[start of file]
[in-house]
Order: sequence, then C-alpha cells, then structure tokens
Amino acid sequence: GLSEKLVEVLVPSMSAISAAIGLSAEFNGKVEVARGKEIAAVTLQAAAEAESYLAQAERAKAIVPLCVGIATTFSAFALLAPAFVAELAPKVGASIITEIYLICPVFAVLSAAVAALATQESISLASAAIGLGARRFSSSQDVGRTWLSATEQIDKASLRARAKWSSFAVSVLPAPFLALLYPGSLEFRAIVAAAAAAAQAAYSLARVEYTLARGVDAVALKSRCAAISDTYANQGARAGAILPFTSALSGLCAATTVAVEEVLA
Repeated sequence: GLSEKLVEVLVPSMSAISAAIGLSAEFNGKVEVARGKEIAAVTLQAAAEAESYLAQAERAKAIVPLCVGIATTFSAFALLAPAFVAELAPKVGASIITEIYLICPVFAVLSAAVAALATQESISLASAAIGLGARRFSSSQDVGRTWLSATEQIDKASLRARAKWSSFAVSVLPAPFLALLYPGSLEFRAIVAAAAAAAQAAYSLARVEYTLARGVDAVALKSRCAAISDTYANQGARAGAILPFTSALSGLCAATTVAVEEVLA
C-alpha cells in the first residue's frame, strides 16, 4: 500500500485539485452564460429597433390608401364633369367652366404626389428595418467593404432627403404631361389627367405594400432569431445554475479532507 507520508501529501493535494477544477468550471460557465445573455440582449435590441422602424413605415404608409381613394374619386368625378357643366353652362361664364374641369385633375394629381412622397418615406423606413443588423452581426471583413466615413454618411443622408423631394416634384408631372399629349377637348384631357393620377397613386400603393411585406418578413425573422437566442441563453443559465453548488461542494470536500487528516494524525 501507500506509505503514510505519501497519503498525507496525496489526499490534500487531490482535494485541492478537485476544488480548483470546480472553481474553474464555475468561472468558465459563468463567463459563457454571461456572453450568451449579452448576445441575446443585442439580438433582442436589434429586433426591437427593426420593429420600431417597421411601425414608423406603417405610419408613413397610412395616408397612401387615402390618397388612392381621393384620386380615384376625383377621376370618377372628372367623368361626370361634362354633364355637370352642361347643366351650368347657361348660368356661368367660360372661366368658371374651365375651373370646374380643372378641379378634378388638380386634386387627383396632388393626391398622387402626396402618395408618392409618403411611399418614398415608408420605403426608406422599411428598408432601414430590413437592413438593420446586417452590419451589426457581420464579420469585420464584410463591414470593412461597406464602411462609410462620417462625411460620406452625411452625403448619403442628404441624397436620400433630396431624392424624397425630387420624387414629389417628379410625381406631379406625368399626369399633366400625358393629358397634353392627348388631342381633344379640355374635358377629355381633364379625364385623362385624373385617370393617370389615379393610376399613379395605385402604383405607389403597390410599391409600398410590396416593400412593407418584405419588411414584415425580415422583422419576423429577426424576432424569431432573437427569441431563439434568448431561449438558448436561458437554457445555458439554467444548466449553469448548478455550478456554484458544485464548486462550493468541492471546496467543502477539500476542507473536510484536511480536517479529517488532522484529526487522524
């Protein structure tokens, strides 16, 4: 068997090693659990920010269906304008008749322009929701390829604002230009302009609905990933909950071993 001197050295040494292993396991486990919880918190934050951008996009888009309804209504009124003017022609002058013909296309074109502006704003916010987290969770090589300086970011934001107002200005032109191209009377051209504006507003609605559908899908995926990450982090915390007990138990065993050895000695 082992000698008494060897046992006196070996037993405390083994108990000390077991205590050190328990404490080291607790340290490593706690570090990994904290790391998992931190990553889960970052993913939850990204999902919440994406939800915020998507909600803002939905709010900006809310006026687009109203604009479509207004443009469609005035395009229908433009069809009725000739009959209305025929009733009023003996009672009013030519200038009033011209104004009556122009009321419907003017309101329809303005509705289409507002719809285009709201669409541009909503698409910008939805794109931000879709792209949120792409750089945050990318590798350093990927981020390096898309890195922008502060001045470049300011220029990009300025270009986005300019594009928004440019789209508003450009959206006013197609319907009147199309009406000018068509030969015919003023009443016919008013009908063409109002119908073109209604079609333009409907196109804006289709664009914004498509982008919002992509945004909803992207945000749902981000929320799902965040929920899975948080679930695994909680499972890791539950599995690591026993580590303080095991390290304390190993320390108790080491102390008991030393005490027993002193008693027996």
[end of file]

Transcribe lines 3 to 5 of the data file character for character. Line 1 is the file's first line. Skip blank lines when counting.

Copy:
Amino acid sequence: GLSEKLVEVLVPSMSAISAAIGLSAEFNGKVEVARGKEIAAVTLQAAAEAESYLAQAERAKAIVPLCVGIATTFSAFALLAPAFVAELAPKVGASIITEIYLICPVFAVLSAAVAALATQESISLASAAIGLGARRFSSSQDVGRTWLSATEQIDKASLRARAKWSSFAVSVLPAPFLALLYPGSLEFRAIVAAAAAAAQAAYSLARVEYTLARGVDAVALKSRCAAISDTYANQGARAGAILPFTSALSGLCAATTVAVEEVLA
Repeated sequence: GLSEKLVEVLVPSMSAISAAIGLSAEFNGKVEVARGKEIAAVTLQAAAEAESYLAQAERAKAIVPLCVGIATTFSAFALLAPAFVAELAPKVGASIITEIYLICPVFAVLSAAVAALATQESISLASAAIGLGARRFSSSQDVGRTWLSATEQIDKASLRARAKWSSFAVSVLPAPFLALLYPGSLEFRAIVAAAAAAAQAAYSLARVEYTLARGVDAVALKSRCAAISDTYANQGARAGAILPFTSALSGLCAATTVAVEEVLA
C-alpha cells in the first residue's frame, strides 16, 4: 500500500485539485452564460429597433390608401364633369367652366404626389428595418467593404432627403404631361389627367405594400432569431445554475479532507 507520508501529501493535494477544477468550471460557465445573455440582449435590441422602424413605415404608409381613394374619386368625378357643366353652362361664364374641369385633375394629381412622397418615406423606413443588423452581426471583413466615413454618411443622408423631394416634384408631372399629349377637348384631357393620377397613386400603393411585406418578413425573422437566442441563453443559465453548488461542494470536500487528516494524525 501507500506509505503514510505519501497519503498525507496525496489526499490534500487531490482535494485541492478537485476544488480548483470546480472553481474553474464555475468561472468558465459563468463567463459563457454571461456572453450568451449579452448576445441575446443585442439580438433582442436589434429586433426591437427593426420593429420600431417597421411601425414608423406603417405610419408613413397610412395616408397612401387615402390618397388612392381621393384620386380615384376625383377621376370618377372628372367623368361626370361634362354633364355637370352642361347643366351650368347657361348660368356661368367660360372661366368658371374651365375651373370646374380643372378641379378634378388638380386634386387627383396632388393626391398622387402626396402618395408618392409618403411611399418614398415608408420605403426608406422599411428598408432601414430590413437592413438593420446586417452590419451589426457581420464579420469585420464584410463591414470593412461597406464602411462609410462620417462625411460620406452625411452625403448619403442628404441624397436620400433630396431624392424624397425630387420624387414629389417628379410625381406631379406625368399626369399633366400625358393629358397634353392627348388631342381633344379640355374635358377629355381633364379625364385623362385624373385617370393617370389615379393610376399613379395605385402604383405607389403597390410599391409600398410590396416593400412593407418584405419588411414584415425580415422583422419576423429577426424576432424569431432573437427569441431563439434568448431561449438558448436561458437554457445555458439554467444548466449553469448548478455550478456554484458544485464548486462550493468541492471546496467543502477539500476542507473536510484536511480536517479529517488532522484529526487522524